The rest we labor to gain is in this life.

I see that so very many who observe the weekly Sabbath, teachers and leaders included, as sincere, earnest and knowledgeable as they may be, have not entered into their rest held in store for those believers who patiently press in. These may assume they received that rest when they first received Christ. But this cannot be so.

Was not the Hebrews writer addressing believers when he spoke saying, “Let us therefore fear, lest a promise being left us of entering into His rest, any of you should seem to come short of it” and, “For we which have believed DO (not did) enter into rest” and, “There REMAINS therefore a rest to the people of God?” This does not refer to a state in the hereafter but here in this life and therefore the writer urges us, saying, “Let us labour therefore to enter into that rest, lest any man fall after the same example of unbelief.” Consider that the ancient Hebrews were denied entry into that rest in this life and in this world, and if so, the rest we labor to gain is also in this life, in this world though not of it.

As well I perceive that to Adventists the keeping of the Sabbath is an idol. They are doctrine and Sabbath-centered rather than Christ-centered; they keep the sabbath by law, by doctrine, and find their life, their identification and importance therein when in fact, the Lord Jesus Christ is the end of the law; He is the Sabbath, our rest; He is the Life; it is He Who is to be worshipped, and He alone. Were not the Pharisees keepers of the Sabbath? Did they not accuse Jesus of breaking the Sabbath? Did they not crucify the Christ? Can it be said that those who worship the Sabbath, howbeit unwittingly, hate the Lord?

Certainly such was the case with the Pharisees. Somehow we picture them as these black-robed, bearded, nasty, miserable men with gnashing teeth and dark countenances, hanging around the temple all day. I think they were men, women and young people in everyday life who could be the sweetest people one may want to meet, many well-dressed and groomed, sociable, amiable, apparently believing, loving and understanding, not unlike many “good, church-going folk today.” Just don’t cross them, and don’t tinker with their doctrines, that’s all, as good as those doctrines may be in themselves (and many are not).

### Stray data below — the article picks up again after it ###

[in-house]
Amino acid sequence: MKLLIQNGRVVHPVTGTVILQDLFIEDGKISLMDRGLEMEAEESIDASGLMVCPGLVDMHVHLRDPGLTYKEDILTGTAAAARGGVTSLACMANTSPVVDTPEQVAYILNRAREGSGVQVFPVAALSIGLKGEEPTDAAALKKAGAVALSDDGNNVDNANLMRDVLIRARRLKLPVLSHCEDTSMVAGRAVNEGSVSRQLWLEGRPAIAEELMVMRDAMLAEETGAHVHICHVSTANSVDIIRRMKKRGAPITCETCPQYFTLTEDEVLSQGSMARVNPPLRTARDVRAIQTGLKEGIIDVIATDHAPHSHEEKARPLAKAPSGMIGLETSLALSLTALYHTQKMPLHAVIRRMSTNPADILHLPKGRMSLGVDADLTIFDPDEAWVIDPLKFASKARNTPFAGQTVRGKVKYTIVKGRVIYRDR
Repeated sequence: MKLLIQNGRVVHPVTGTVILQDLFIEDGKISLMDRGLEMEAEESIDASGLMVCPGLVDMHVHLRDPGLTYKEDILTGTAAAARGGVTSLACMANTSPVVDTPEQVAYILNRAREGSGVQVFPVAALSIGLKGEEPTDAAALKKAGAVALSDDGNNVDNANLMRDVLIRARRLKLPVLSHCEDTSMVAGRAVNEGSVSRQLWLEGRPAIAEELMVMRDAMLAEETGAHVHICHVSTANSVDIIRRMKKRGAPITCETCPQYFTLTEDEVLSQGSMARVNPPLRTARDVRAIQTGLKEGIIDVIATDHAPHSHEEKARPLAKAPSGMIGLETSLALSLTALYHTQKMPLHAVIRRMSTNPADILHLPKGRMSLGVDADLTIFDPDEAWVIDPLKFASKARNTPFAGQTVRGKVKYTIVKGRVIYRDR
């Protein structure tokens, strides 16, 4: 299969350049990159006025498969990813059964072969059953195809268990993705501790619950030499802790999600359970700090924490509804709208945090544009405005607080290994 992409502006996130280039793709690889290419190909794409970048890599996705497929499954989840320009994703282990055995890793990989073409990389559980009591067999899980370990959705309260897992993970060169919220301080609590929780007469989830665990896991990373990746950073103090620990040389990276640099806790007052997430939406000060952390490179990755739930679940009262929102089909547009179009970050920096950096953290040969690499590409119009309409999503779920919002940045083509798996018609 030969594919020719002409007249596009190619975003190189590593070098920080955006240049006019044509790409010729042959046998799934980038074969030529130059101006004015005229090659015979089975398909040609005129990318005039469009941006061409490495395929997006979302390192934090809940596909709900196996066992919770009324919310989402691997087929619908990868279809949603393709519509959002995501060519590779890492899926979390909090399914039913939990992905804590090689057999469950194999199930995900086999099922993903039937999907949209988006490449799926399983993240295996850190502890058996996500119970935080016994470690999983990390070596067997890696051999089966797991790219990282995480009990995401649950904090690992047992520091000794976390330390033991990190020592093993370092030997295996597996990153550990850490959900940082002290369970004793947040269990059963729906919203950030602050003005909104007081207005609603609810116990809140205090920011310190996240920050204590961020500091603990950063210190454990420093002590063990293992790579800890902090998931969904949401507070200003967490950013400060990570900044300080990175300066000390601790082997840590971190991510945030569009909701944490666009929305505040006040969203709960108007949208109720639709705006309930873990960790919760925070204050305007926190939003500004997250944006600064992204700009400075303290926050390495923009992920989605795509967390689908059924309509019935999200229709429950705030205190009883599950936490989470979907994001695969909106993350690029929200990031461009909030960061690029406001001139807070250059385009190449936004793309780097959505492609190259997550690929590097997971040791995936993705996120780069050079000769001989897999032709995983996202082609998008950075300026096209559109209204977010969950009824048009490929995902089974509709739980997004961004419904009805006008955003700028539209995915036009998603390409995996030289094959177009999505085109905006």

Some day the Lord will open eyes and ears and hearts; the blind shall see, the deaf shall hear and the dull of heart shall have understanding.

Now I had rest as never before, and God gave me the weekly Sabbath to enjoy.

Before my spiritual journey began in consciousness (our journey begins long before we know), I was told by my nominal, mainline, Christian church, family and friends that there was no more to be had spiritually than what I had. They were wrong. Over twenty-seven years ago, I was converted to God, experiencing the first of the three solemn feasts of God…Passover. I rested within in such a way I had never known.

Soon I was informed by some believers that there was more of God to experience, that being what was referred to by some as “the second blessing” or “the baptism with the Holy Spirit.” By my new circle of evangelical friends, I was told, “Not so; no such true thing!” They were wrong. Nearly two years after conversion, I experienced, by the baptism with, or receiving of the Holy Spirit, the second solemn feast of God, that being Pentecost. Again I experienced an inner rest I had never known, well above the former (although the painful fires of purging had come with the Spirit as John and Jesus promised would come – Matt 3:11 and Mark 9:49).

Almost immediately, I began to wonder if there was not yet ANOTHER experience in the Lord that He willed for me (not that having experiences was what it was all about, but going into a deeper relationship with God). I began to hear from some that there WAS more, an entrance into of yet a third dimension, referred to as “sanctification” or “entering into rest” (Hebrews 3 and 4).

This time there did not seem to be any who would declare that there was no more to be had of/from God, although there were those who claimed to be preaching the “full gospel,” meaning conversion AND baptism with the Holy Spirit, not realizing that they were only preaching 2/3 of the gospel, and thus in effect, denying a third experience.

But God had ordained 3 feasts and the third one proved to be elusive to, and almost phantom for me until the time of fulfilment, nearly 25 years later! In this third spiritual blessing of “entering into rest,” I experienced the fulfilment of the third and final feast, the Feast of Tabernacles, within. Now I had rest as never before and on the heels of this rest, God gave to me the weekly Sabbath to enjoy.

I am so thankful, so thankful to God for granting me the rest, that Sabbath within, and now as a crown, without. The Lord of the Sabbath, the Lord Jesus Christ be praised forever. He is faithful indeed.

Victor Hafichuk